Controlling and Managing Anger for Stress Relief
By Susan Stewart
Sep 28, 2004
Stress is an unavoidable condition of life today. It’s a very natural reaction to situations that may cause us disappointment, hurt, frustration, sadness, confusion, shame or other negative emotions. It can be the result of hurt pride or unreasonable expectations. In some instances, angry emotions are beneficial; if we are being taken advantage of, anger motivates us to take action to correct the situation.
Besides getting our way, we may unconsciously use anger to blame others for our own shortcomings, to justify oppressing others, to boost our own sagging egos, to conceal other feelings, and to handle other emotions. Any situation that frustrates us or causes us to feel stressed out, especially when we think someone else is to blame, is a potential trigger for anger and aggression.
Anger can be an extremely uncomfortable and confusing emotion and everyone has their own way of handling it. Some people have learned to immediately become hostile or aggressive in response to their anger and its related tension. Others have learned to stuff their anger deep inside themselves or to minimize the situation causing the anger.
Some of us have learned not to experience anger. Instead of anger, we more readily experience depression, pain, excessive guilt, and shame. Holding the anger in usually creates stress and stress can raise your blood pressure. It can also raise your heart rate and tie your muscles up in knots.
However, when we make sense of anger and learn ways to constructively manage it, we can experience less stress, a new freedom and increased real control in our lives. Here are some ideas to help you get started:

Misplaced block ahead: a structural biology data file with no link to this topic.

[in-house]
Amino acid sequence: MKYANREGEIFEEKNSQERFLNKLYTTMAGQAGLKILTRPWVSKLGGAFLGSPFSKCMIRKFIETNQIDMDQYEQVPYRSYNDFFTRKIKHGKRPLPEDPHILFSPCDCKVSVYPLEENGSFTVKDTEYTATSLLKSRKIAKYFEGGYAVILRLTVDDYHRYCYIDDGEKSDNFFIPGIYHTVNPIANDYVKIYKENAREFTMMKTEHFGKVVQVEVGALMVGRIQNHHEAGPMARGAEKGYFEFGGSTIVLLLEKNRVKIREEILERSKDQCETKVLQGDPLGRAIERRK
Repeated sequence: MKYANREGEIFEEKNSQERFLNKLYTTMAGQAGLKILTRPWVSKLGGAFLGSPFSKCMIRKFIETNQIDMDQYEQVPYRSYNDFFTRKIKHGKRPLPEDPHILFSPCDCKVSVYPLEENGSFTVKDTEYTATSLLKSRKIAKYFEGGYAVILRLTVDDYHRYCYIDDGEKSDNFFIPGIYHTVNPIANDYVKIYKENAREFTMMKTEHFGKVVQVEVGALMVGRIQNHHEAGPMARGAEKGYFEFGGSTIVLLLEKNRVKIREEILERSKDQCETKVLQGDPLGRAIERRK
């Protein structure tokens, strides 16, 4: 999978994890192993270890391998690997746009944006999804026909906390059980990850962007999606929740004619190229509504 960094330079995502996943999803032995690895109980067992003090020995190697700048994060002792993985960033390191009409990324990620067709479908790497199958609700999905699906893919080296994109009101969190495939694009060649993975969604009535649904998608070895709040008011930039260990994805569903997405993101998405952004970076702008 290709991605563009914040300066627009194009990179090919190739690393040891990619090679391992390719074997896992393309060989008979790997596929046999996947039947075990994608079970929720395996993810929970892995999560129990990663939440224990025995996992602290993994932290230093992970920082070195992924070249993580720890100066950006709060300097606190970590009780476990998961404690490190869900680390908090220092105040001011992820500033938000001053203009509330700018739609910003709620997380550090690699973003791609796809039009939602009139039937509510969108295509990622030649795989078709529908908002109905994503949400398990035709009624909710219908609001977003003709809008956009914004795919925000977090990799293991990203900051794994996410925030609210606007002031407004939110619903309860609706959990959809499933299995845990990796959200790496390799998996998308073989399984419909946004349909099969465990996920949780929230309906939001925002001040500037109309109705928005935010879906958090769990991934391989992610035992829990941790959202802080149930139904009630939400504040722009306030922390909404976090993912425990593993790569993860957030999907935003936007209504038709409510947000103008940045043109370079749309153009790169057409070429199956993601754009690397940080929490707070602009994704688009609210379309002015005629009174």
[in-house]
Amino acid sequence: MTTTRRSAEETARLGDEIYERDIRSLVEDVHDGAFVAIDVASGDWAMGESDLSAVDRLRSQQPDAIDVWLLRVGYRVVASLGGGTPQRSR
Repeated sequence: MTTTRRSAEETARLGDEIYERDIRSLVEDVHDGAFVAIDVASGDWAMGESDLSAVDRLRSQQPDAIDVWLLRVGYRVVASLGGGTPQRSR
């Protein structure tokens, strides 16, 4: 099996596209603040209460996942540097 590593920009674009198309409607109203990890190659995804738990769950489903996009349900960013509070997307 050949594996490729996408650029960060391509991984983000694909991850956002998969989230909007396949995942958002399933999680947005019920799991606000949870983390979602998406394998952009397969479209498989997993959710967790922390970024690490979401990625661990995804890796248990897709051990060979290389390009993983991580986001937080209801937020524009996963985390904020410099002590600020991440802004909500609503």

When you are not feeling angry, learn and practice skills to relax your body – meditation, or maybe imagining yourself in a peaceful place for ten minutes, or tensing and relaxing the muscles around your eyes, your jaw, shoulders, arms, chest, etc.) Then when you do become angry, you will know how to calm yourself down.
Deeply inhale and exhale at least three times when you feel yourself beginning to get angry. Repeat as often as necessary. Inhaling essential oils at this time can be very beneficial and calming.
Learn communications skills so you can discuss your anger and related negative emotions rationally instead of taking negative actions that reflect your anger.
Recognize and replace unrealistic expectations you may have unconsciously set up for yourself and others – the need to be perfect, the need to be “right”, and other expectations you have regarding how you and others “should” be. Try to view your “expectation” as a wish or hope that may or may not be satisfied so you don’t set yourself up for disappointment.
Try not to take the behavior of others personally. Try not to get angry and immediately get stressed out when you don’t have all the facts. Think of a few alternate reasons for their behavior instead of instantly jumping to conclusions.
Remember that anger that feels “overly intense” may be pushing a personal sensitive “button” – this can take you right back to past experiences of hurt, shame, rejection, or a variety of negative emotions and cause you to over react in the present.
Exercising regularly makes coping with anger, frustration and depression much more effective. Exercise also can counteract some of the negative physical effects of anger, for example, it can lower blood pressure.
Although there are many things we cannot control, we are in charge of how we respond to stress, anger and other negative emotions. Just by being more aware, we can feel more relaxed, competent, and productive by controlling our responses to emotional situations.